Mostly Dry in the Midwest, but Heavy Rains in Some Locations
The Midwest was mostly on the dry side for the first nine days of September
(Figure 1). The driest area spanned the Iowa-Wisconsin border were no rain fell during the period (Figure 2). However, a few locations had above normal rains, and were well above normal. West central Minnesota and from the Ohio River Valley south across Kentucky received above normal rain, as did the eastern part of Upper Michigan on the 9th. The heaviest rains were in Chippewa County where radar estimates topped 5", flash flood warnings were issued, and sections of two roads were washed away (NWS report).
Temperatures Soar in the West
Temperatures soared into triple digits by the end of the period, breaking records especially in Iowa and Missouri. Temperatures across the region ranged from slightly cooler than normal in the east along the Great Lakes coastline to more than 5°F above normal along the Iowa-Missouri border
(Figure 3). On the 9th (reported on the morning of the 10th), maximum temperatures reached triple digits in southeast Iowa, northeast Missouri, and west central Illinois (Figure 4). Daily temperature records included a handful of record lows but record highs accumulated by the dozen.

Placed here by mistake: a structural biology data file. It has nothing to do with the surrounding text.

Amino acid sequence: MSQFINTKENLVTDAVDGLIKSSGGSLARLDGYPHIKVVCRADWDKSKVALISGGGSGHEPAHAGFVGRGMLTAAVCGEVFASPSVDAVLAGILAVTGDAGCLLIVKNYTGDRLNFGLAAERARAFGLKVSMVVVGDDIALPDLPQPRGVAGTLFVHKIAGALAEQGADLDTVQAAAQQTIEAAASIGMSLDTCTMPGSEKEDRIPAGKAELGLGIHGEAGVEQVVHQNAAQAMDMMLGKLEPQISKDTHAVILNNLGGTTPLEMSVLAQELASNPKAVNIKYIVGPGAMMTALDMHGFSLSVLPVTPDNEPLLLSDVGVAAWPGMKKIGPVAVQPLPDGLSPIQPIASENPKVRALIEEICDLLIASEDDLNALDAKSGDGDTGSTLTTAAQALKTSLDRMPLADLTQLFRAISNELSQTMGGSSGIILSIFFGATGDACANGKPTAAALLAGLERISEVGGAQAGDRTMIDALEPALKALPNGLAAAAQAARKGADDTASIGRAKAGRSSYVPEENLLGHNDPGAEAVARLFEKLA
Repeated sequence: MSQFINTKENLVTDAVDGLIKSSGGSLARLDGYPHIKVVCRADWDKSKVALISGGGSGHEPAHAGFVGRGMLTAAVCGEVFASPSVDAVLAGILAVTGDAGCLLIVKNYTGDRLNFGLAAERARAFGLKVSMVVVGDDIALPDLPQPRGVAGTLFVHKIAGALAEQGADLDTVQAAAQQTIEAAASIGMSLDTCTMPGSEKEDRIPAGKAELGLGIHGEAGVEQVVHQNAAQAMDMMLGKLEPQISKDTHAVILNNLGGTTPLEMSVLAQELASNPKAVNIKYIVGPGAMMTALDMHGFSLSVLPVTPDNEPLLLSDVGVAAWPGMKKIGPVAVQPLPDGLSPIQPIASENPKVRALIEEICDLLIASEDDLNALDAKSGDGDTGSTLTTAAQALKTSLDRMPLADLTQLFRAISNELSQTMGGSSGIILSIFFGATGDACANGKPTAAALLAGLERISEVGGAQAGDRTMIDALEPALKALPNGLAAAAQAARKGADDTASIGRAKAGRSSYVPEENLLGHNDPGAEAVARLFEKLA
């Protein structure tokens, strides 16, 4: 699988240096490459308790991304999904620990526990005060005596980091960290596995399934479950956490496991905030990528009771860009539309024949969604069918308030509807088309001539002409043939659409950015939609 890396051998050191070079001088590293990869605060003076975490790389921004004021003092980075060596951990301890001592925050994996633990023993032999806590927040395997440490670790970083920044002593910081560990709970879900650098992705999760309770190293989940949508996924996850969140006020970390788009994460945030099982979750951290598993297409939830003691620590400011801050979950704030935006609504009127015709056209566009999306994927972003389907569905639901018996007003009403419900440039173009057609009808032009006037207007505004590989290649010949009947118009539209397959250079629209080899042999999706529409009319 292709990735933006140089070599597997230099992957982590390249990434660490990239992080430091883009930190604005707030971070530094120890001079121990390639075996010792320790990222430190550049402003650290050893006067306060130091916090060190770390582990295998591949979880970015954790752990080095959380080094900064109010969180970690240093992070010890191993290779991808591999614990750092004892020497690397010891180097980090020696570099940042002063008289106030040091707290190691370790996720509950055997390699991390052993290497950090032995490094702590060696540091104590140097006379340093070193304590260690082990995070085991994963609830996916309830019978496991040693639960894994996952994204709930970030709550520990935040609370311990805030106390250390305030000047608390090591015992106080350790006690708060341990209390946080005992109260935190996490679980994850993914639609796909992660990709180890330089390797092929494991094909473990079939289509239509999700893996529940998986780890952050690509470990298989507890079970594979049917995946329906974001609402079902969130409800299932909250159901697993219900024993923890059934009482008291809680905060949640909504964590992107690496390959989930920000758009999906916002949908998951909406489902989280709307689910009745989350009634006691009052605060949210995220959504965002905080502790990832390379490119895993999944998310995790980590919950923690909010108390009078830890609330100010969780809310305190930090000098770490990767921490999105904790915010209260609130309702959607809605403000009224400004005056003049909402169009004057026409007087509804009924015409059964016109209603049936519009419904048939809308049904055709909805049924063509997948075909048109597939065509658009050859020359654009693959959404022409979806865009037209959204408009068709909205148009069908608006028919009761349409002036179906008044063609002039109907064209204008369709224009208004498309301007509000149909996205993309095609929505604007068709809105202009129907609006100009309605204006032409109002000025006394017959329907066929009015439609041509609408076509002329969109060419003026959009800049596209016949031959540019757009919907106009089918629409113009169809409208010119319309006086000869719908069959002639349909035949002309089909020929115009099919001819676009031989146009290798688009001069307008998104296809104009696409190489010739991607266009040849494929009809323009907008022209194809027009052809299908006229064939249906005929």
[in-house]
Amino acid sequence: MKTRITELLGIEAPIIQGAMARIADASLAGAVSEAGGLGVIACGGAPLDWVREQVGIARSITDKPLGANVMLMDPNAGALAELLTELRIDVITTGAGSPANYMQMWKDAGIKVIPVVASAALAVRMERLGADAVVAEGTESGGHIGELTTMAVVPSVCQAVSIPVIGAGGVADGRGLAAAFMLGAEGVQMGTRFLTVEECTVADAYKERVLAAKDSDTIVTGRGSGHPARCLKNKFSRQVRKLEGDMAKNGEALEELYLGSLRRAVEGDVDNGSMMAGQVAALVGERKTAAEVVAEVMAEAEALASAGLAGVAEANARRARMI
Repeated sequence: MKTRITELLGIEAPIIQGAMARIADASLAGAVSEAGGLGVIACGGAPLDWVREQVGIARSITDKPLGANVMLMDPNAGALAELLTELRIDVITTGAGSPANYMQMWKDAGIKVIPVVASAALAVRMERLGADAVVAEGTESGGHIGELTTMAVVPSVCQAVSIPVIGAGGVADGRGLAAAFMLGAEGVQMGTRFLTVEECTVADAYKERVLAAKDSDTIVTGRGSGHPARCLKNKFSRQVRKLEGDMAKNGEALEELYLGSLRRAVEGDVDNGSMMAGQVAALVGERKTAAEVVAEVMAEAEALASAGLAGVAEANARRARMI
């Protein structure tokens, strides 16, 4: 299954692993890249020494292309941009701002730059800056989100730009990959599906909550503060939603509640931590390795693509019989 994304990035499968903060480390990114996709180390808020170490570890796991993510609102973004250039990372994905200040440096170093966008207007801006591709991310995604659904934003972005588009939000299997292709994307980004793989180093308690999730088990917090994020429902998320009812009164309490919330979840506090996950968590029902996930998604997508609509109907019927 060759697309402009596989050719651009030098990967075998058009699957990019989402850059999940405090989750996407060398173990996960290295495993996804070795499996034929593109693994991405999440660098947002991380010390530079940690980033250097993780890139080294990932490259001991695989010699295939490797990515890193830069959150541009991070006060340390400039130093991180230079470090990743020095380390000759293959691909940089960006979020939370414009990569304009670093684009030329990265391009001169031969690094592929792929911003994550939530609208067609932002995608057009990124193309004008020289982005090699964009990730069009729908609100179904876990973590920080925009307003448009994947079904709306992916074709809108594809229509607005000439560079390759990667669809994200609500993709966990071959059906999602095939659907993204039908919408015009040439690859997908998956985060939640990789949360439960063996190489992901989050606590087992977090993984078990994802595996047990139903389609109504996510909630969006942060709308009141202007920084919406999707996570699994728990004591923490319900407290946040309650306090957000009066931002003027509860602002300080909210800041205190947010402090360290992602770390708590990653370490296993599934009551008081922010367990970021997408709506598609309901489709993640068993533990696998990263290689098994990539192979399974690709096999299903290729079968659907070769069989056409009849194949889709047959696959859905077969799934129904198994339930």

Drought Expansion Affects Crops
The hot and dry conditions in much of the Midwest led to an expansion and intensification of drought in the region. The September 10th US Drought Monitor
(Figure 5) showed areal increases in drought (moderate drought or worse, 32%) and severe drought (11%). Crop conditions continued to deteriorate and yield estimates dropped as impacts on the corn and bean crops materialized.
Severe Weather Scattered Around the Midwest
Although severe weather reports were not numerous, they were spread across the Midwest (Figure 6). The busiest day was the 1st but additional reports were also posted on the 2nd, 7th, 8th, and 9th. A brief tornado touched down on the 1st near Serena, Illinois
(LaSalle County) but there was no damage found by the NWS storm survey. Scattered reports of hail sized 1" to 1.25" and damaging winds - that mostly were reported to affect trees and power lines - came from six of the nine states in the region. Iowa, Indiana, and Kentucky had no reports during the period.
The Iowa Climatology Bureau also contributed to this report.